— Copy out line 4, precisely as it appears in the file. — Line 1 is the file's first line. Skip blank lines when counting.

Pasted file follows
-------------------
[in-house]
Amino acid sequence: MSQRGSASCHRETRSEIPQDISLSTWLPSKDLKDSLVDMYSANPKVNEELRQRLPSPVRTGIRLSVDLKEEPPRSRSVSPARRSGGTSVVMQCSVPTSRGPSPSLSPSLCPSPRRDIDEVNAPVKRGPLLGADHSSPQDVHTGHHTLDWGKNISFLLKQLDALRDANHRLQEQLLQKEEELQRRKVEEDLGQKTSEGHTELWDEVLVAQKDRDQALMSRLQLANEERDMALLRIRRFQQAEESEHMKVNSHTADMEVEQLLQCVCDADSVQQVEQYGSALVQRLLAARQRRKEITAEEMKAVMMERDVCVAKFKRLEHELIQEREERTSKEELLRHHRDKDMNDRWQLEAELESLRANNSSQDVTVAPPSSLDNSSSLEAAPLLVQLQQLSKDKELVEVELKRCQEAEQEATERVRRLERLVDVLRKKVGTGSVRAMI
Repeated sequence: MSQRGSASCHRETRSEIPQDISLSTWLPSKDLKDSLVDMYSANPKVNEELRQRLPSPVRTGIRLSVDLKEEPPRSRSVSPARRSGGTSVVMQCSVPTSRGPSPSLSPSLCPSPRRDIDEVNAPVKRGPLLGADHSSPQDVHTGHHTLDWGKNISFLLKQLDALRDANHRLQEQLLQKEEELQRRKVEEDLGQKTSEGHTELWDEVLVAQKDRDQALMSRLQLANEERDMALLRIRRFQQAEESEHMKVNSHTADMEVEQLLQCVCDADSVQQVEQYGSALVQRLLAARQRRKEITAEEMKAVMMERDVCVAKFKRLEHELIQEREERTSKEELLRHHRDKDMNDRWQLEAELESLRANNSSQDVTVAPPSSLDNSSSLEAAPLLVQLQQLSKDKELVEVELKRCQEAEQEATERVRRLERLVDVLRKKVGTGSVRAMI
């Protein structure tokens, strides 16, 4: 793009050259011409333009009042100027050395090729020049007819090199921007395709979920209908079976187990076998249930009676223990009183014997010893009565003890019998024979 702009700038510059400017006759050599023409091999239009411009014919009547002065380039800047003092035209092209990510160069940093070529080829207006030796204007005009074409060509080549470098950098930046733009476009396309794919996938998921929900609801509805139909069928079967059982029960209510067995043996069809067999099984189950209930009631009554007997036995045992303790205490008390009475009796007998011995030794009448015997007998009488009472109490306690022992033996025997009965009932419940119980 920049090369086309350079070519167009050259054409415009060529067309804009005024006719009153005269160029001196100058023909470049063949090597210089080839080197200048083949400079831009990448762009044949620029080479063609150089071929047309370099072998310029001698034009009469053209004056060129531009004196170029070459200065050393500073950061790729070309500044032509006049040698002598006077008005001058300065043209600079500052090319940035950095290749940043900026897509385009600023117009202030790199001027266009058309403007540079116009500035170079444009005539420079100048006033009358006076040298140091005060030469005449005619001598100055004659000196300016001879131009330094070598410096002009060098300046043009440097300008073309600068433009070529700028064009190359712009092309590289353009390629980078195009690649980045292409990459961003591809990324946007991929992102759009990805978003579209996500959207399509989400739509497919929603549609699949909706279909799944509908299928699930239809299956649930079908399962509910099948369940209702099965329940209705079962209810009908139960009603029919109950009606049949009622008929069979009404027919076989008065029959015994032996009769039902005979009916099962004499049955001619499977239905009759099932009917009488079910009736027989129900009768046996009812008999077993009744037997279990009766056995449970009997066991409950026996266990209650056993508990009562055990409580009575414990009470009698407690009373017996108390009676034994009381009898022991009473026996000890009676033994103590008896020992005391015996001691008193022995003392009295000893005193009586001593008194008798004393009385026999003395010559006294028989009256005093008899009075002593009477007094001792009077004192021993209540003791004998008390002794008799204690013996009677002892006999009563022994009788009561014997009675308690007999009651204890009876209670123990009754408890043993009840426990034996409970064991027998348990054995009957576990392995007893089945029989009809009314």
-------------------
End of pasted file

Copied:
């Protein structure tokens, strides 16, 4: 793009050259011409333009009042100027050395090729020049007819090199921007395709979920209908079976187990076998249930009676223990009183014997010893009565003890019998024979 702009700038510059400017006759050599023409091999239009411009014919009547002065380039800047003092035209092209990510160069940093070529080829207006030796204007005009074409060509080549470098950098930046733009476009396309794919996938998921929900609801509805139909069928079967059982029960209510067995043996069809067999099984189950209930009631009554007997036995045992303790205490008390009475009796007998011995030794009448015997007998009488009472109490306690022992033996025997009965009932419940119980 920049090369086309350079070519167009050259054409415009060529067309804009005024006719009153005269160029001196100058023909470049063949090597210089080839080197200048083949400079831009990448762009044949620029080479063609150089071929047309370099072998310029001698034009009469053209004056060129531009004196170029070459200065050393500073950061790729070309500044032509006049040698002598006077008005001058300065043209600079500052090319940035950095290749940043900026897509385009600023117009202030790199001027266009058309403007540079116009500035170079444009005539420079100048006033009358006076040298140091005060030469005449005619001598100055004659000196300016001879131009330094070598410096002009060098300046043009440097300008073309600068433009070529700028064009190359712009092309590289353009390629980078195009690649980045292409990459961003591809990324946007991929992102759009990805978003579209996500959207399509989400739509497919929603549609699949909706279909799944509908299928699930239809299956649930079908399962509910099948369940209702099965329940209705079962209810009908139960009603029919109950009606049949009622008929069979009404027919076989008065029959015994032996009769039902005979009916099962004499049955001619499977239905009759099932009917009488079910009736027989129900009768046996009812008999077993009744037997279990009766056995449970009997066991409950026996266990209650056993508990009562055990409580009575414990009470009698407690009373017996108390009676034994009381009898022991009473026996000890009676033994103590008896020992005391015996001691008193022995003392009295000893005193009586001593008194008798004393009385026999003395010559006294028989009256005093008899009075002593009477007094001792009077004192021993209540003791004998008390002794008799204690013996009677002892006999009563022994009788009561014997009675308690007999009651204890009876209670123990009754408890043993009840426990034996409970064991027998348990054995009957576990392995007893089945029989009809009314």